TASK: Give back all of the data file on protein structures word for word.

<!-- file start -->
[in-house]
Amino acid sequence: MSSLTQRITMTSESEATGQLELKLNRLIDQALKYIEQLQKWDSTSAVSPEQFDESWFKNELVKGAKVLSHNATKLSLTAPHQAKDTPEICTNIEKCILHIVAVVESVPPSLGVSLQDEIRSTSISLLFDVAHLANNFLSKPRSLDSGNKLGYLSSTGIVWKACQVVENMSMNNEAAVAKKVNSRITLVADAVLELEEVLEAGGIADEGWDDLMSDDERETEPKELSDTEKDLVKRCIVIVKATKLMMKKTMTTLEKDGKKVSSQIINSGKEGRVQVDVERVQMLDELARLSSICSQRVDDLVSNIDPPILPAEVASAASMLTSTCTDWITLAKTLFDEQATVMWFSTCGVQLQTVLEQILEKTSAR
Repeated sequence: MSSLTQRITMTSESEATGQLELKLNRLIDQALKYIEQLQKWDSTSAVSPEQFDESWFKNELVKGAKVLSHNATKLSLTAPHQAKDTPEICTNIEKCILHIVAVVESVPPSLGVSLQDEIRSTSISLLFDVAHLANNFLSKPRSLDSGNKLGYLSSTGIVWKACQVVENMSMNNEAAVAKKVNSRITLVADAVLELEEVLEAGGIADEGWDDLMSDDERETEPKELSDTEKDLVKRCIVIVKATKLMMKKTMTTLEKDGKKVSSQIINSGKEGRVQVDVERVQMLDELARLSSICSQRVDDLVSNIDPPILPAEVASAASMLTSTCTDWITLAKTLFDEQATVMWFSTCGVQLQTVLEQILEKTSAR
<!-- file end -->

[in-house]
Amino acid sequence: MSSLTQRITMTSESEATGQLELKLNRLIDQALKYIEQLQKWDSTSAVSPEQFDESWFKNELVKGAKVLSHNATKLSLTAPHQAKDTPEICTNIEKCILHIVAVVESVPPSLGVSLQDEIRSTSISLLFDVAHLANNFLSKPRSLDSGNKLGYLSSTGIVWKACQVVENMSMNNEAAVAKKVNSRITLVADAVLELEEVLEAGGIADEGWDDLMSDDERETEPKELSDTEKDLVKRCIVIVKATKLMMKKTMTTLEKDGKKVSSQIINSGKEGRVQVDVERVQMLDELARLSSICSQRVDDLVSNIDPPILPAEVASAASMLTSTCTDWITLAKTLFDEQATVMWFSTCGVQLQTVLEQILEKTSAR
Repeated sequence: MSSLTQRITMTSESEATGQLELKLNRLIDQALKYIEQLQKWDSTSAVSPEQFDESWFKNELVKGAKVLSHNATKLSLTAPHQAKDTPEICTNIEKCILHIVAVVESVPPSLGVSLQDEIRSTSISLLFDVAHLANNFLSKPRSLDSGNKLGYLSSTGIVWKACQVVENMSMNNEAAVAKKVNSRITLVADAVLELEEVLEAGGIADEGWDDLMSDDERETEPKELSDTEKDLVKRCIVIVKATKLMMKKTMTTLEKDGKKVSSQIINSGKEGRVQVDVERVQMLDELARLSSICSQRVDDLVSNIDPPILPAEVASAASMLTSTCTDWITLAKTLFDEQATVMWFSTCGVQLQTVLEQILEKTSAR